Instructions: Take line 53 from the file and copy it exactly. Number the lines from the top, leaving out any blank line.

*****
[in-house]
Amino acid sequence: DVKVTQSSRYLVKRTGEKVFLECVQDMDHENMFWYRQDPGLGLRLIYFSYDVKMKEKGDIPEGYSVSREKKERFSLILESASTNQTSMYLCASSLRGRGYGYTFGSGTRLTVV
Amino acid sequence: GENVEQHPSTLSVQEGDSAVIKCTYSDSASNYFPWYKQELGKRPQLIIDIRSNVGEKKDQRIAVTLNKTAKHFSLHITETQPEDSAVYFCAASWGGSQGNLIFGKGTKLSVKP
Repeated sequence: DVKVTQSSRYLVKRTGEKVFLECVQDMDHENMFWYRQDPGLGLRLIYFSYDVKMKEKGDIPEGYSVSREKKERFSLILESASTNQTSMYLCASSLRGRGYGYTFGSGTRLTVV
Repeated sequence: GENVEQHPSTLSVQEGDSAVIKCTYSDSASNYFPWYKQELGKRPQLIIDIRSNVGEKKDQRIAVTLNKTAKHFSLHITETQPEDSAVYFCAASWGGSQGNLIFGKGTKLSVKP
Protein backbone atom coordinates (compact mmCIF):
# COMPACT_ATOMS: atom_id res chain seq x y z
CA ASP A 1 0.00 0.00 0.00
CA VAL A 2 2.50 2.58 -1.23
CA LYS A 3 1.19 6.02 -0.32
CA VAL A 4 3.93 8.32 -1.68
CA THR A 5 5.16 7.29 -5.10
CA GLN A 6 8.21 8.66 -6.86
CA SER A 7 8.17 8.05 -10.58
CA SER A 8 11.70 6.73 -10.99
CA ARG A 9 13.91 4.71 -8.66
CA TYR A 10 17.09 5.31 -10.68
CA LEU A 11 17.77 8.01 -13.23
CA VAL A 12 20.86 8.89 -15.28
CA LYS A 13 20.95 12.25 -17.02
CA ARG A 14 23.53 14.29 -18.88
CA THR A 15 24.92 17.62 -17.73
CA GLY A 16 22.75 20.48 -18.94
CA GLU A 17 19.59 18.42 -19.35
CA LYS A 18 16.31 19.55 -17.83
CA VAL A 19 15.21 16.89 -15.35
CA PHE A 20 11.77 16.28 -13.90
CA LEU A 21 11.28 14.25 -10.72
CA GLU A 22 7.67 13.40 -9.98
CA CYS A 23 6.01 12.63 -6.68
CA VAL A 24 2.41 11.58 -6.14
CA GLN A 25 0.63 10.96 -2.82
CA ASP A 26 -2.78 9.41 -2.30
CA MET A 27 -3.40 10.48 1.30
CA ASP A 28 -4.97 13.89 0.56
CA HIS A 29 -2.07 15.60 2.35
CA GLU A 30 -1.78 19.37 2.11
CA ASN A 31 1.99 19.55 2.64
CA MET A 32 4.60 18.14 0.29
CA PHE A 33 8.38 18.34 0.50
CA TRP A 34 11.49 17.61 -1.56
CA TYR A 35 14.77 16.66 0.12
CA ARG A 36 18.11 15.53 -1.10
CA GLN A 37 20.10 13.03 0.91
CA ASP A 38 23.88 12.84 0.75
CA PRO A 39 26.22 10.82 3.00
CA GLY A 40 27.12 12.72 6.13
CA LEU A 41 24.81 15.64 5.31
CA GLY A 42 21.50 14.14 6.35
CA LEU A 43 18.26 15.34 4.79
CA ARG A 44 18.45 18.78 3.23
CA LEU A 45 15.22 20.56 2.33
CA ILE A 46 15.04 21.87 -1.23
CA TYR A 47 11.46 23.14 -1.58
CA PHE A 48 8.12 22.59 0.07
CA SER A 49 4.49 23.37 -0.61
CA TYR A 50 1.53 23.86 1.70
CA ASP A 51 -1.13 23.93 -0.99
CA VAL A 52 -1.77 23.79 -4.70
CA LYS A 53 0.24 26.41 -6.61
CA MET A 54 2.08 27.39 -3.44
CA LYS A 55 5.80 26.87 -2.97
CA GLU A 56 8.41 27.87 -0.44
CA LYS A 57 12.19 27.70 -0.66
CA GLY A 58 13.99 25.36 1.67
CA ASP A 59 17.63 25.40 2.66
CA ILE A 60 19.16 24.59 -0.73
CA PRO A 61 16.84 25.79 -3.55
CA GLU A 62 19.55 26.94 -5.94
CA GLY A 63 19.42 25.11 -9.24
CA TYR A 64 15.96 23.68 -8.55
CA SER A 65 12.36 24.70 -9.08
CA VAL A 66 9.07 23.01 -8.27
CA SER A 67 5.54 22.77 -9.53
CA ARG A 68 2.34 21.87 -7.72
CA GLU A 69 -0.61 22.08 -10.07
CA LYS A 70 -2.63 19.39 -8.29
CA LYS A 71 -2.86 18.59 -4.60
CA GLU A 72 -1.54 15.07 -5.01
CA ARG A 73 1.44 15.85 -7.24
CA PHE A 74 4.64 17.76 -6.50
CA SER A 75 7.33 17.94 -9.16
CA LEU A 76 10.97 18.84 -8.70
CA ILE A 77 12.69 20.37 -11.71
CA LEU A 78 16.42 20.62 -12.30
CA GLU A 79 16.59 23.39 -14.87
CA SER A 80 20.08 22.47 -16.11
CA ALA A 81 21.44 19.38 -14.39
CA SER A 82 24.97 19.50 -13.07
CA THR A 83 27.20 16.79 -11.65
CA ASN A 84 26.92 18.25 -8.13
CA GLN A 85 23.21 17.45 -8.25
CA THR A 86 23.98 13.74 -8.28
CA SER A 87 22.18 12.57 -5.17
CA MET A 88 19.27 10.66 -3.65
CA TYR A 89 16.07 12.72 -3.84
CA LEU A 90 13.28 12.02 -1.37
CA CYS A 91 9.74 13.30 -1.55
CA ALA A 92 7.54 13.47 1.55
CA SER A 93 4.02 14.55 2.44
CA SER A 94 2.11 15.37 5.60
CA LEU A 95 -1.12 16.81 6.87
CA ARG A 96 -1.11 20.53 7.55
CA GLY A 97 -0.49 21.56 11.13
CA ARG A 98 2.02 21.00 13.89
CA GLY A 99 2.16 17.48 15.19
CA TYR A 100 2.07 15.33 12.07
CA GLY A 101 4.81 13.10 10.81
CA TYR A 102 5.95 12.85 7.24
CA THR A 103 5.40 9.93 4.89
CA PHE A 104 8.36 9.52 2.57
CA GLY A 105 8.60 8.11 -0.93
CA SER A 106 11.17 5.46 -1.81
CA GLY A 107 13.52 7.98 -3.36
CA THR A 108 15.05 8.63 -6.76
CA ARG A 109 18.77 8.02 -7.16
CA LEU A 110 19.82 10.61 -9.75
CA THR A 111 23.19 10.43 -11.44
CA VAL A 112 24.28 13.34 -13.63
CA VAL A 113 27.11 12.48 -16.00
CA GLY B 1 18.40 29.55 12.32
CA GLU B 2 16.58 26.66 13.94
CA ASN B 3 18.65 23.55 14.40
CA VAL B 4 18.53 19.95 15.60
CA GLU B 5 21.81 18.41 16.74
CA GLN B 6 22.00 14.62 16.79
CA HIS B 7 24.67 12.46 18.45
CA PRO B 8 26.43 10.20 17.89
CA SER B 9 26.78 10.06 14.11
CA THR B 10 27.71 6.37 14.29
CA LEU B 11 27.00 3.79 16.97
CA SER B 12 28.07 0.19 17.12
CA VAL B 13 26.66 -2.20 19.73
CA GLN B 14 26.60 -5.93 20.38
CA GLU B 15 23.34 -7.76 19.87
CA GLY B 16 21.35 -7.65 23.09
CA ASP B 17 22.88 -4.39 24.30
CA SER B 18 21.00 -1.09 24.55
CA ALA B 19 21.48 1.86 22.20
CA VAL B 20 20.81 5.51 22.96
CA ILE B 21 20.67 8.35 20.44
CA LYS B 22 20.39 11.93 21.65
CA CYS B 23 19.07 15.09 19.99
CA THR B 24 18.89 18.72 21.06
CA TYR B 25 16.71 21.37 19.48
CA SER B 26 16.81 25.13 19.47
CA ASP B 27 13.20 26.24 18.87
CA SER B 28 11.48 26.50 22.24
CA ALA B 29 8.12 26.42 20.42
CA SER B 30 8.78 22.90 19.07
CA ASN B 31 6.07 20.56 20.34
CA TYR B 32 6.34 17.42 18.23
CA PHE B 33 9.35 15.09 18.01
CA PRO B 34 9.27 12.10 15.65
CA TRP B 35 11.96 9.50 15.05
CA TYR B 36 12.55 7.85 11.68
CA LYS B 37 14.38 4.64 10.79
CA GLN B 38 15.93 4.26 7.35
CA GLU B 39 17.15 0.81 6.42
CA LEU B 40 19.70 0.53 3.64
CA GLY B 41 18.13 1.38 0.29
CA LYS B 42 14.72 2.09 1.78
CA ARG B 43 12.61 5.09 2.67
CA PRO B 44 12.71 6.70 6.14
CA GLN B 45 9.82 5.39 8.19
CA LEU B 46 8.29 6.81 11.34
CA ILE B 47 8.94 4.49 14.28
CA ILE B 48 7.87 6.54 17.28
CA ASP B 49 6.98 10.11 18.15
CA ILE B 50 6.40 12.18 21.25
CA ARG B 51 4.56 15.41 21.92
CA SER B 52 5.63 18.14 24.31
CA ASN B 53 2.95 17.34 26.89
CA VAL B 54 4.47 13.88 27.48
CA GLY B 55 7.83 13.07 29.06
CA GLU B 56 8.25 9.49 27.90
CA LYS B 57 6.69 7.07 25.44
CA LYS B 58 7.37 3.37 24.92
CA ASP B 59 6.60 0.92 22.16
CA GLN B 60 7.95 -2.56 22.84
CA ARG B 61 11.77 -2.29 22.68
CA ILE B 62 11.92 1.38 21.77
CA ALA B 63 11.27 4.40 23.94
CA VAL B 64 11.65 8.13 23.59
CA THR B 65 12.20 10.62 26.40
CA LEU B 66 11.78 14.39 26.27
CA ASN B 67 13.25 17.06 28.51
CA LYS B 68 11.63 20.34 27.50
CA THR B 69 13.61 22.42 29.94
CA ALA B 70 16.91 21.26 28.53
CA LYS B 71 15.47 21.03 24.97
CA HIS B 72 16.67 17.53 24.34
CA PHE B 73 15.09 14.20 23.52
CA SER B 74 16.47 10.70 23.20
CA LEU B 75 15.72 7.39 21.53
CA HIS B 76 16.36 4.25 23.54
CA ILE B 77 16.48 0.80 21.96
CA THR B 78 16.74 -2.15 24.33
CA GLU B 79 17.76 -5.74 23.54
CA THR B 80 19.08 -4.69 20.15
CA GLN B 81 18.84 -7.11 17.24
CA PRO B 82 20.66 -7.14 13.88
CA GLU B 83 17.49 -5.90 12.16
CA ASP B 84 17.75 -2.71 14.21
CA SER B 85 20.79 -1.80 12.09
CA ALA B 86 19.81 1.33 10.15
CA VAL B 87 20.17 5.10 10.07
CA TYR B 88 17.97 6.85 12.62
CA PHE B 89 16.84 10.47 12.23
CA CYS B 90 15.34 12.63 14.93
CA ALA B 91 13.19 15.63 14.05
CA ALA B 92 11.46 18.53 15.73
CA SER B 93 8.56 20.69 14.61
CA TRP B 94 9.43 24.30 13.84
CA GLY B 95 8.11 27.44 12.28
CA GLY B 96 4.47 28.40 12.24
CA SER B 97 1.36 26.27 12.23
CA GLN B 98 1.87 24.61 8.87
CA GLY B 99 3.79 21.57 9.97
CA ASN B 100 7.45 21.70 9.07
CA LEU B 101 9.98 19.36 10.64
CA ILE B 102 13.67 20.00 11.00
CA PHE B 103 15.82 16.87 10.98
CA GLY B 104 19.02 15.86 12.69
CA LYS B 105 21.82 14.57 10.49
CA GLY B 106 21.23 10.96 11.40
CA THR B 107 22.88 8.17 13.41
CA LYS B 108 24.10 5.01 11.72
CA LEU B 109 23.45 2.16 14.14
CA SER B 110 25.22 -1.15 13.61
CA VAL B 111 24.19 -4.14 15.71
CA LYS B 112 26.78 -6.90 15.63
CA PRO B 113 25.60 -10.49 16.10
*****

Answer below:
CA ILE A 46 15.04 21.87 -1.23